Christmas will see an empty chair at many tables

“It’s Christmas time
There’s no need to be afraid…”
~ Band Aid’s “Do They Know It’s Christmas?”

By Toby Barrett MPP
Like many in our area, I find myself meeting people who have just returned from Kandahar. Their stories are real and raw.

I spent time in Afghanistan in 1969 and it was a bit of a hell-hole then – the heat, dust and rocks. The difference then was that there was no war. So I can only imagine the tough times our military are going through over there now. But they do it with courage, good spirit and commitment.

Christmas reminds us that we have a duty to others, and we see that sense of duty exemplified in the men and women who wear a uniform. At this special time of year, we give thanks for the message of love and hope. For those who will spend Christmas far from home, we honour their sacrifice and thank them for all they do to defend our freedom and our way of life.

And at the same time we must not forget the sacrifice of our military families. Staying behind when a family member goes to war is a profound burden and one that is particularly difficult during the holidays.

While many of us celebrate the Christmas season with happiness, for some the good times are hushed by the absence of a loved one. This Christmas there will be an empty seat at many dinner tables right across Canada – some servicemen and women won’t be home to see the look on their child’s face as they open up the presents.

We are affected by events in Afghanistan and saddened by the casualties suffered by our forces serving there. Our thoughts go out to their relatives and friends who have shown immense dignity in the face of great personal loss. Since 2002, 153 have paid the ultimate price, as did Simcoe’s Petty Officer Douglas Craig Blake (RCN) on May 3, 2010.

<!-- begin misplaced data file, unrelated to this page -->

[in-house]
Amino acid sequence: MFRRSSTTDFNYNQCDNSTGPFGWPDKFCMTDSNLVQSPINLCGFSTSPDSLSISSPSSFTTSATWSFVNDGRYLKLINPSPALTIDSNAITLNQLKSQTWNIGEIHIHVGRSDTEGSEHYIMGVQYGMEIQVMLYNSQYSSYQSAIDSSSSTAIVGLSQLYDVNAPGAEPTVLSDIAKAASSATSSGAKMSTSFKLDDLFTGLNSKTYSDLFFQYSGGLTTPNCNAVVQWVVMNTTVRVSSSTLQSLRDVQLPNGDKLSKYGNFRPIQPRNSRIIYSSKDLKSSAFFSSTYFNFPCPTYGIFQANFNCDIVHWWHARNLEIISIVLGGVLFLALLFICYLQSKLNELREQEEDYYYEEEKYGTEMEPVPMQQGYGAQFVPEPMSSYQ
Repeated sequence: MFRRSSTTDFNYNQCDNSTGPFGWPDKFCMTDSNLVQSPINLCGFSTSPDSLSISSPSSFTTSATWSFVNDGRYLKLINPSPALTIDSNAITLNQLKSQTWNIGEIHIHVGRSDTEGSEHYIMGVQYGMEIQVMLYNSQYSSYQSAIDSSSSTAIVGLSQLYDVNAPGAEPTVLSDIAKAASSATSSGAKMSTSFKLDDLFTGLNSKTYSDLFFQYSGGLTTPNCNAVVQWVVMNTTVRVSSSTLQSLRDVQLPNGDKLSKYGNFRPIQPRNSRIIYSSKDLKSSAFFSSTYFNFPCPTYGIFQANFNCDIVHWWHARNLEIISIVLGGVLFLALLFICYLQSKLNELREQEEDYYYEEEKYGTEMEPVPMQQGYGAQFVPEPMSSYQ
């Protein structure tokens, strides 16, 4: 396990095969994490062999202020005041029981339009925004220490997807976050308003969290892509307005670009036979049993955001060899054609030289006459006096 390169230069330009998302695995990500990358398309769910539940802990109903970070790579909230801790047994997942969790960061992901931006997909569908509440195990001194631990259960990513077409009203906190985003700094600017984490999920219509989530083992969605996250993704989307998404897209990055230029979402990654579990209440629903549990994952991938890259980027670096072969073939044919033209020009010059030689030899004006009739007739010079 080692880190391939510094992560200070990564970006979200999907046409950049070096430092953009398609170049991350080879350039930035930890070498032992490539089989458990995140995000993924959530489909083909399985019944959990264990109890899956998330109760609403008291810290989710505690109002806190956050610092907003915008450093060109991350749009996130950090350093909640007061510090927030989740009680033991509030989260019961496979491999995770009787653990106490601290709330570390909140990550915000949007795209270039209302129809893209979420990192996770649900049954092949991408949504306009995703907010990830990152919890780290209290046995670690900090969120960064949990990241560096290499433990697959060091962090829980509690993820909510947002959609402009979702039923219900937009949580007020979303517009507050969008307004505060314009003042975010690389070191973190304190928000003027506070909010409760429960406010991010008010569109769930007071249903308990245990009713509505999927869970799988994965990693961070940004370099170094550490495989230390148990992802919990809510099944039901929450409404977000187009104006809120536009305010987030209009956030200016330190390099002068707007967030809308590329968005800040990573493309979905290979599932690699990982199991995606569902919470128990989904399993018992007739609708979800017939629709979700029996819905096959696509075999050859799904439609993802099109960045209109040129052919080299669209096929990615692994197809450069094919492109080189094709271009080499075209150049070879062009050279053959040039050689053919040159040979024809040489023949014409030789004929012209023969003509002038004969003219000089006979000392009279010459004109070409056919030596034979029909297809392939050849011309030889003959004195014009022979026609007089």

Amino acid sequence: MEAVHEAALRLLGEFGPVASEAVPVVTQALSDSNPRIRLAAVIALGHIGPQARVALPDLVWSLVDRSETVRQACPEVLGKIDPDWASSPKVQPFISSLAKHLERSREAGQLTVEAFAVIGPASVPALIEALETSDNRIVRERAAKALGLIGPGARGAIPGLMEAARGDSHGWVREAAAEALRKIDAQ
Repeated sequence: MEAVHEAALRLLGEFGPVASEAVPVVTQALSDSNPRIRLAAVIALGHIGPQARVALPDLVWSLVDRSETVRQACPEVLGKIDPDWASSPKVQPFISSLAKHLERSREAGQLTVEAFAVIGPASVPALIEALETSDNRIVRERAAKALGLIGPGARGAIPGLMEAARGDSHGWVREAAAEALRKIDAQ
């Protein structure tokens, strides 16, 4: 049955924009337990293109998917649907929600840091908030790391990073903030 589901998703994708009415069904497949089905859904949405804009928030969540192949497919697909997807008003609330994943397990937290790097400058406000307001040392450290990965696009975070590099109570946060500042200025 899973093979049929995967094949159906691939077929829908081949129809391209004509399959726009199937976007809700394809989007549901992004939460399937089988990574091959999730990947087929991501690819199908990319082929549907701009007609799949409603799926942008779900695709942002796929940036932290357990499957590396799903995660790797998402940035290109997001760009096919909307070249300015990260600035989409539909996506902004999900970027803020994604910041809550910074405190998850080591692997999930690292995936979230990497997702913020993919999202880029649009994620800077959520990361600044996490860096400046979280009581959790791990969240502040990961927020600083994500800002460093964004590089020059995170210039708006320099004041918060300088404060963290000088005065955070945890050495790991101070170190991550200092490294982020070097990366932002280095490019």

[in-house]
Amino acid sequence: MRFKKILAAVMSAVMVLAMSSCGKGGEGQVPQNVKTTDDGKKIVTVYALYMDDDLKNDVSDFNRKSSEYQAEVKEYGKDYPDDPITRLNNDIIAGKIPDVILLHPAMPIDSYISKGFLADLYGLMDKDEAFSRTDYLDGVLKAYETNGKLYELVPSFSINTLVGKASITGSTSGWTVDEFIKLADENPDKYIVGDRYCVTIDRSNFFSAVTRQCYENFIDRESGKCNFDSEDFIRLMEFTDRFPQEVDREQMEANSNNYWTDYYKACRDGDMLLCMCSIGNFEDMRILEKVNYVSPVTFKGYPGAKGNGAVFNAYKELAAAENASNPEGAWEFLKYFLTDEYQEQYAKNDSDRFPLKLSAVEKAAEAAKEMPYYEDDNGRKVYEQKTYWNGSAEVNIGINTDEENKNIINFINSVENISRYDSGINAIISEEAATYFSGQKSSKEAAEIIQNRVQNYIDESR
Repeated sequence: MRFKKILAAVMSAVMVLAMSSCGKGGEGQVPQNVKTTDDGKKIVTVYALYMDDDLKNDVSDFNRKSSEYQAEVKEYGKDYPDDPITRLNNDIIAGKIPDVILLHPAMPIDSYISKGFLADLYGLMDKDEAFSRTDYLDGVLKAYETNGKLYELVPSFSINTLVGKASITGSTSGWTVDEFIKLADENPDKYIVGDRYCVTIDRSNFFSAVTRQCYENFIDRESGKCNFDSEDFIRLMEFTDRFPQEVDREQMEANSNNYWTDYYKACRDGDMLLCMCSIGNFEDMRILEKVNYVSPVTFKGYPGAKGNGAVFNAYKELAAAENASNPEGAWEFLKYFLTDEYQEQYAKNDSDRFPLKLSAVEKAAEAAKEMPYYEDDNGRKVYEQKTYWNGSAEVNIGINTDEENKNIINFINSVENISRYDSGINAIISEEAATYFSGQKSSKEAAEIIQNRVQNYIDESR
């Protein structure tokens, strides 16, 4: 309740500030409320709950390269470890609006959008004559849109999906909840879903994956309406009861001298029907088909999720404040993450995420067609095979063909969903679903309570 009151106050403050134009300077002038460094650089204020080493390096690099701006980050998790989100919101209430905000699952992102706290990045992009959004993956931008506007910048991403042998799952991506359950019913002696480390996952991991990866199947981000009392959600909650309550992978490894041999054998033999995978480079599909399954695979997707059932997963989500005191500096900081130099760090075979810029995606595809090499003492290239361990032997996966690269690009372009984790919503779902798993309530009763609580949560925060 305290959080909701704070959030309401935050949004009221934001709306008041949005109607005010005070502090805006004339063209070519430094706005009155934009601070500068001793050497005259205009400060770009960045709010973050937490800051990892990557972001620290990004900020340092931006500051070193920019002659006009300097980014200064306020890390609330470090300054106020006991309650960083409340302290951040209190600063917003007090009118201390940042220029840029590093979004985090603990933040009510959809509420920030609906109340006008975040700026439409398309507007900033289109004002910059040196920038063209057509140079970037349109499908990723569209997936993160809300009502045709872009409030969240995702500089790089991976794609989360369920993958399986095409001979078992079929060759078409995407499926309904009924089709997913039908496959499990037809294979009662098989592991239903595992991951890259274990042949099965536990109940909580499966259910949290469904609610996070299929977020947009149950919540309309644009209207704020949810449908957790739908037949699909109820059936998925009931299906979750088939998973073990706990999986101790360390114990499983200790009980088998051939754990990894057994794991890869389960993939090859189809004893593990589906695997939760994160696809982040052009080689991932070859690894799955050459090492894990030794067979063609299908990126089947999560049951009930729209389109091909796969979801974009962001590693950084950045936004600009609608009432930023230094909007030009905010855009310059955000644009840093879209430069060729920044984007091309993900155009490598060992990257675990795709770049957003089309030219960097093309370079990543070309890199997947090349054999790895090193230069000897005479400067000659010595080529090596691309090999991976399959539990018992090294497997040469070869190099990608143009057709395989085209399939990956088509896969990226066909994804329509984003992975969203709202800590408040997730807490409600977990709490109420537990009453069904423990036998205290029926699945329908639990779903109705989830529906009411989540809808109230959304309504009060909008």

Thanking our veterans and the men and women who serve today is a daunting task – they’ve given us more than we can ever repay. Many of us display a yellow ribbon on the tailgate, or trunk of the car.

We are all proud of the positive contribution that our servicemen and women are making, in conjunction with Canada’s allies. It is important to continue discussing issues that concern us all – there can be no more valuable role in our democratic society than to make use of our freedom, courtesy of our combat veterans, to debate ideas and information without fear of intimidation.

As Paul Marek of Saskatoon so honestly writes on his blog, “An entire generation, or two, of Canadians have no idea what it’s like to send men to war and have some return in caskets. An entire generation, or two, of Canadians have grown up thinking that only Americans go to war, and that Canadians by and large aren’t a warrior people. An entire generation, or two, of Canadians can’t comprehend Canadians hunting down and killing enemies.”

To our troops, wherever Christmas may find them, we say thank you for your sacrifice, and we send each and every one good wishes for Christmas and the New Year.